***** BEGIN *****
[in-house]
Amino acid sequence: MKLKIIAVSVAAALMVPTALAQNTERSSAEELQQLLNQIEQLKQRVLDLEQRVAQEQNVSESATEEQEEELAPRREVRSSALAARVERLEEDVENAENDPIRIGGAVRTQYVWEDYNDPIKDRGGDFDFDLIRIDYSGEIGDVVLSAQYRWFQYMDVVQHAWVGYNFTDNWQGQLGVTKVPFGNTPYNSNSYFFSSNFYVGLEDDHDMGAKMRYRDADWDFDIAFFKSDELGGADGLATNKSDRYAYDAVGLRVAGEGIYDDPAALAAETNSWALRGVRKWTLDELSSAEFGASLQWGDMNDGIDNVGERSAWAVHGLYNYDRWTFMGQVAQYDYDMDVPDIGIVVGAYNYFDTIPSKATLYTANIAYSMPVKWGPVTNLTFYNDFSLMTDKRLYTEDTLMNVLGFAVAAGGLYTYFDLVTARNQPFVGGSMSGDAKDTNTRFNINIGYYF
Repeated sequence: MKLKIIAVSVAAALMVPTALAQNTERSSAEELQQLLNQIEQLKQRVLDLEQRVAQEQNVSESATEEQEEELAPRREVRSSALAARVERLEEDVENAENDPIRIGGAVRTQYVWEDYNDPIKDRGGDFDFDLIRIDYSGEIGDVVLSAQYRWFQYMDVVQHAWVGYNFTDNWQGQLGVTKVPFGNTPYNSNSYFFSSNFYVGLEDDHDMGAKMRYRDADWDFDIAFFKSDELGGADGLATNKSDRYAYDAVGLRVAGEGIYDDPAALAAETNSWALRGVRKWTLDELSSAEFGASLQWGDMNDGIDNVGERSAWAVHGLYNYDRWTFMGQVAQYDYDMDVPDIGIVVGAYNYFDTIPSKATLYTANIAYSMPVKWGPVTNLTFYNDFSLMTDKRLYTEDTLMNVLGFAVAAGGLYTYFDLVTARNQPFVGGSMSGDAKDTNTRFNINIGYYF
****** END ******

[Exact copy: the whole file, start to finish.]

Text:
[in-house]
Amino acid sequence: MKLKIIAVSVAAALMVPTALAQNTERSSAEELQQLLNQIEQLKQRVLDLEQRVAQEQNVSESATEEQEEELAPRREVRSSALAARVERLEEDVENAENDPIRIGGAVRTQYVWEDYNDPIKDRGGDFDFDLIRIDYSGEIGDVVLSAQYRWFQYMDVVQHAWVGYNFTDNWQGQLGVTKVPFGNTPYNSNSYFFSSNFYVGLEDDHDMGAKMRYRDADWDFDIAFFKSDELGGADGLATNKSDRYAYDAVGLRVAGEGIYDDPAALAAETNSWALRGVRKWTLDELSSAEFGASLQWGDMNDGIDNVGERSAWAVHGLYNYDRWTFMGQVAQYDYDMDVPDIGIVVGAYNYFDTIPSKATLYTANIAYSMPVKWGPVTNLTFYNDFSLMTDKRLYTEDTLMNVLGFAVAAGGLYTYFDLVTARNQPFVGGSMSGDAKDTNTRFNINIGYYF
Repeated sequence: MKLKIIAVSVAAALMVPTALAQNTERSSAEELQQLLNQIEQLKQRVLDLEQRVAQEQNVSESATEEQEEELAPRREVRSSALAARVERLEEDVENAENDPIRIGGAVRTQYVWEDYNDPIKDRGGDFDFDLIRIDYSGEIGDVVLSAQYRWFQYMDVVQHAWVGYNFTDNWQGQLGVTKVPFGNTPYNSNSYFFSSNFYVGLEDDHDMGAKMRYRDADWDFDIAFFKSDELGGADGLATNKSDRYAYDAVGLRVAGEGIYDDPAALAAETNSWALRGVRKWTLDELSSAEFGASLQWGDMNDGIDNVGERSAWAVHGLYNYDRWTFMGQVAQYDYDMDVPDIGIVVGAYNYFDTIPSKATLYTANIAYSMPVKWGPVTNLTFYNDFSLMTDKRLYTEDTLMNVLGFAVAAGGLYTYFDLVTARNQPFVGGSMSGDAKDTNTRFNINIGYYF